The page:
Geocaching a growing sport in Brainerd lakes area
An olive green ammo box is covered by wet pieces of tree bark. It sits about 100 feet off the path near Lougee Lake.
Twigs snap under the weight of Mark Moser’s hiking boots as he bends over and opens the camouflaged container.
To the average passerby, it might be an odd scene. But to a geocacher, it’s an uncovered treasure.
Moser, or Northmark, as he’s known in the online geocaching community, just found a cache.
Geocaching is a recreational treasure hunt where players use GPS coordinates to find caches, or items hidden by others.
It’s a growing trend in the Brainerd lakes area. The Paul Bunyan State Trail is now home to the Minnesota Paul Bunyan GeoTour, which began April 1. The geotour is a power trail of caches, stretching along the 110-mile trail.
“Geocaching is really starting to gain momentum here,” said Richard Polipnick, executive director of Visit Brainerd, one of the many forces behind the geotour.
Caches can be hidden just about anywhere: In the nook of a tree, under a bridge, city infrastructure and, in rare cases, under water.
Some caches hold trinkets, or “swag,” which the finder can take if he or she leaves something behind. Other caches hold just a log book, where the finder can leave their name, proving they’d been there.
To some, the art of geocaching provides an avenue to specialized math coordinates. Others like a more simple version that requires little searching.
But to Moser, it’s all about the hunt.
Each adventure brings something new: a hike through an untouched wooded area, a breathtaking view of a lake, even blowing up his inflatable kayak to reach an island cache.
“It’s that ‘Ah-ha’ moment when you find a cache,” he said. “It’s a child-like joy. ...It brings out the kid in you.”
Moser grips a palm-sized GPS in his right hand, steering the wheel of his worn car with his left.
This cache brings him to the Mission Township Park.
A thin blacktop path winds between towering trees. A light rain beats down on Moser as the GPS leads him to a group of decaying tree stumps.
Moser scans the area, looking for anything out of the ordinary. A branch that seems out of place. A large clump of leaves.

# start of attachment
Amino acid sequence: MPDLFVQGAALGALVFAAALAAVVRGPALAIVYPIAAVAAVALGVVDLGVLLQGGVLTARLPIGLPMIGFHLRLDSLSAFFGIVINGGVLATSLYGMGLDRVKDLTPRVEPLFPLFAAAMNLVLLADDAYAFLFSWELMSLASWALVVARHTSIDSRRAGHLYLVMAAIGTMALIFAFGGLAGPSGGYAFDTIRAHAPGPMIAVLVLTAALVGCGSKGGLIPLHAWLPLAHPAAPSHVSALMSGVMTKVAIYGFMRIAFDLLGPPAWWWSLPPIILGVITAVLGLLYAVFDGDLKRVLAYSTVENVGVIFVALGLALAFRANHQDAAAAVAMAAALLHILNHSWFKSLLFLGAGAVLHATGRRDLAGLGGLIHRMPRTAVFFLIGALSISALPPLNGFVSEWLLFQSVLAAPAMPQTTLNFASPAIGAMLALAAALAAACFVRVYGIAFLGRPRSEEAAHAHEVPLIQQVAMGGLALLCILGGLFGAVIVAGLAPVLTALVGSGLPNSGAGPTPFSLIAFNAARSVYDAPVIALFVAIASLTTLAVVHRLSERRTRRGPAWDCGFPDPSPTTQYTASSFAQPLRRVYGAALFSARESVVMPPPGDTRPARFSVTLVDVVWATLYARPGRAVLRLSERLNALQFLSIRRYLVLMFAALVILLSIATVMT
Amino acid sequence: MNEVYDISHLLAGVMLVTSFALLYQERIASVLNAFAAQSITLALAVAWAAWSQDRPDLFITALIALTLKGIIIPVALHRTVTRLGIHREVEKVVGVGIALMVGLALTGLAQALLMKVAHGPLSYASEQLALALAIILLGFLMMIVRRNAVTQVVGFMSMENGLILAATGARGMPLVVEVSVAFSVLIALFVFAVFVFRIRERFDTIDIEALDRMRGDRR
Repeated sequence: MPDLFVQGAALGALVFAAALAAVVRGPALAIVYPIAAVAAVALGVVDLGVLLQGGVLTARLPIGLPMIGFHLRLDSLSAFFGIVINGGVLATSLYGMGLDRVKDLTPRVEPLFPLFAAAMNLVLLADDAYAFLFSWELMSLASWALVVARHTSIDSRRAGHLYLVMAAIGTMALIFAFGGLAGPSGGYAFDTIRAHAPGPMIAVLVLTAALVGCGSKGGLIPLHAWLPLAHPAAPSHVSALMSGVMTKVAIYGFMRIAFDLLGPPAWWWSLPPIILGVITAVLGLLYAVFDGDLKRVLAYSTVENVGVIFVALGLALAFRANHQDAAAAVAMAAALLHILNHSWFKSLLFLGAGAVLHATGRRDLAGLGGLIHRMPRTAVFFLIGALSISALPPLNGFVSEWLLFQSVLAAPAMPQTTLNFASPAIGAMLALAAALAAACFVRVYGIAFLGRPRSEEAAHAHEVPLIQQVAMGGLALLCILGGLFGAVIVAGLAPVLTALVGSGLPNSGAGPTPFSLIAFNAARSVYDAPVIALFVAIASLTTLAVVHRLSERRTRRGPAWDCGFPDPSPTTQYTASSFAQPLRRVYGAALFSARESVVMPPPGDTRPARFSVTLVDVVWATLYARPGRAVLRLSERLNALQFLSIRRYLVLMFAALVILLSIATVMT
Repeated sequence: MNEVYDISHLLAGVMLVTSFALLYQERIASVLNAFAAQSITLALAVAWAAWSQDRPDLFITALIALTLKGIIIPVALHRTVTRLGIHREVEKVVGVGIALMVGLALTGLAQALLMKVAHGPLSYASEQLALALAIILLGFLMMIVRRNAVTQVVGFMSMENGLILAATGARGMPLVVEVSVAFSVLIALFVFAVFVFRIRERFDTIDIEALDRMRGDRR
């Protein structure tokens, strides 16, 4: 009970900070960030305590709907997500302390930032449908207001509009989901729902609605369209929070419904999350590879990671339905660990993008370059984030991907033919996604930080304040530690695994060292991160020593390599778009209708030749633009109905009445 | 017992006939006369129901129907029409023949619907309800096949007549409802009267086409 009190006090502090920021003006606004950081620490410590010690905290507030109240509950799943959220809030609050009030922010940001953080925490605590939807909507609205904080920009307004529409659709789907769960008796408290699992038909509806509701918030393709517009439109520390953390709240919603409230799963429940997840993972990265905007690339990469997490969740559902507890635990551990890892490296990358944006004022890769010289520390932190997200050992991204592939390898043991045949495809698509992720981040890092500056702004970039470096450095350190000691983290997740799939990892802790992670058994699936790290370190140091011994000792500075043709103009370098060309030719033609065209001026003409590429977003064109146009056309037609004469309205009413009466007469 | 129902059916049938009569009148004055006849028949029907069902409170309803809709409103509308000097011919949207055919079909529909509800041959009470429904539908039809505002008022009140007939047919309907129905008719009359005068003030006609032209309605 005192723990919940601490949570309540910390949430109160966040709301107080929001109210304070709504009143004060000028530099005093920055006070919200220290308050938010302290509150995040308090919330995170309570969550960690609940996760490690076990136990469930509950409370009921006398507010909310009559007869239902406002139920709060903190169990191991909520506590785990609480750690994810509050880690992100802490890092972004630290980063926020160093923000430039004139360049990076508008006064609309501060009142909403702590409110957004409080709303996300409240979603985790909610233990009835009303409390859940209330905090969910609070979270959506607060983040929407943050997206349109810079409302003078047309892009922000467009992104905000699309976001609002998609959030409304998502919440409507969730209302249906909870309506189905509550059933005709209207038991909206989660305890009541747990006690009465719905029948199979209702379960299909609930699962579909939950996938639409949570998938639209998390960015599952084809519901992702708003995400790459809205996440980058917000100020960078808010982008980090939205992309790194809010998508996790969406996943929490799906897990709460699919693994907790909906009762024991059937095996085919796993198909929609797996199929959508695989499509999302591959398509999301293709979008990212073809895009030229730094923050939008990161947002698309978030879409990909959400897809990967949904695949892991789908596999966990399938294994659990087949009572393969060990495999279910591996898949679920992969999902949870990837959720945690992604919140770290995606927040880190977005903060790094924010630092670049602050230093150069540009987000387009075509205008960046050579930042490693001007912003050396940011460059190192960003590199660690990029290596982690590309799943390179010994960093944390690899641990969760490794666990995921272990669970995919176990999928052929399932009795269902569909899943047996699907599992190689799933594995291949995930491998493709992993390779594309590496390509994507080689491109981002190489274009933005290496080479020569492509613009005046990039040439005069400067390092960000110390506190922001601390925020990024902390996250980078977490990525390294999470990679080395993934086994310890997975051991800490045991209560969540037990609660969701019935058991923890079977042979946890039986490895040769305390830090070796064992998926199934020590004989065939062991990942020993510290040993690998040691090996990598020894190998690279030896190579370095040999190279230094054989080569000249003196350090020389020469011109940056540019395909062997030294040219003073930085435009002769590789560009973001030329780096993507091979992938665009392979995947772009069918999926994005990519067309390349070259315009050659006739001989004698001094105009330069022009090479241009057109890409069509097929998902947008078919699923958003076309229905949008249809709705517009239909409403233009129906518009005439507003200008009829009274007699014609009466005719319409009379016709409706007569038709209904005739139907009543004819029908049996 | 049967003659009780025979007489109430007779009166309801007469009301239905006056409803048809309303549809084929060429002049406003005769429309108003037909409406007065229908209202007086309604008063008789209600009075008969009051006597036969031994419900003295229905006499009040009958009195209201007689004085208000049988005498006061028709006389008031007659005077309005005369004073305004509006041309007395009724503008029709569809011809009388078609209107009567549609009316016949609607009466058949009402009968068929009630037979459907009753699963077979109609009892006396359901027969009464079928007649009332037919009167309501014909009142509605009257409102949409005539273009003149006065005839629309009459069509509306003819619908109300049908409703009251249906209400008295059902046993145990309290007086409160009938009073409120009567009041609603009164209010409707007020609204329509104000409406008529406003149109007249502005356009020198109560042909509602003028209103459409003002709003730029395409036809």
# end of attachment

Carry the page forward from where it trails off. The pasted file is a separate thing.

A fallen tree catches his eye, so he lifts up a piece of loose bark. There, wrapped in dark green tape, is an aged coffee Thermos.
A glow fills Moser’s eyes as he twists off the cap and pulls out a miniature notebook from the container. The pages tell a history of those who found it before him.
Geocaching isn’t as popular in central Minnesota as in the metro areas, said Terry Swanson, who also goes by the geocaching name tnthekids. But there’s a certain something that the Brainerd area has to offer that you just can’t find anywhere else.
“When you’re in the metro, you get a lot of micro-cashes, the boring geocache. There’s nothing in them. Up here, out in woods, you get brought to new places. I was born and raised here and I’m taken to places I never knew it existed.”
Moser says geocaching offers an insider’s view into a community.
“It will show you places that no books or travel magazines can,” he said.
Once you find a cache, most people will go online to one of the many geocaching websites to write about it. Those who planted the cache often check the sites to gather feedback, Moser said.
The community has its own lingo.
TFTC: Thanks for the cache.
DNF: Did not find.
TFTH: Thanks for the hunt.
TNLN: Took nothing, left nothing.
SL: Signed log.
Caches can be stored in just about anything: locked food storage containers, ammo cans, peanut butter or mayo jars, most washed in bleach so an animal doesn’t smell the scent of food and get curious. The containers are wrapped in some sort of camouflage, like duct tape, to add that extra challenge.
Moser has found up to 20 in a day, though it’s a small number compared to the hundreds others had clocked.
Picking a favorite, though, is near impossible.
“It’s like asking what’s your favorite kid,” he said. “You can’t pick a particular one.”
As Moser finishes his day off with a final cache, a warning ticket sitting in the car center console serves as a reminder to slow down. It was issued to Moser about a year ago while he was on a geocache hunt. He was going too fast and paying a little too much attention to the GPS.
The car has taken a few beatings in its years of caching, traveling down minimum maintenance roads that probably should have been avoided.
But it’s all worth it.
“It’s a game with guidelines but not real rules,” Moser said. “The first time you play, you’re hooked.”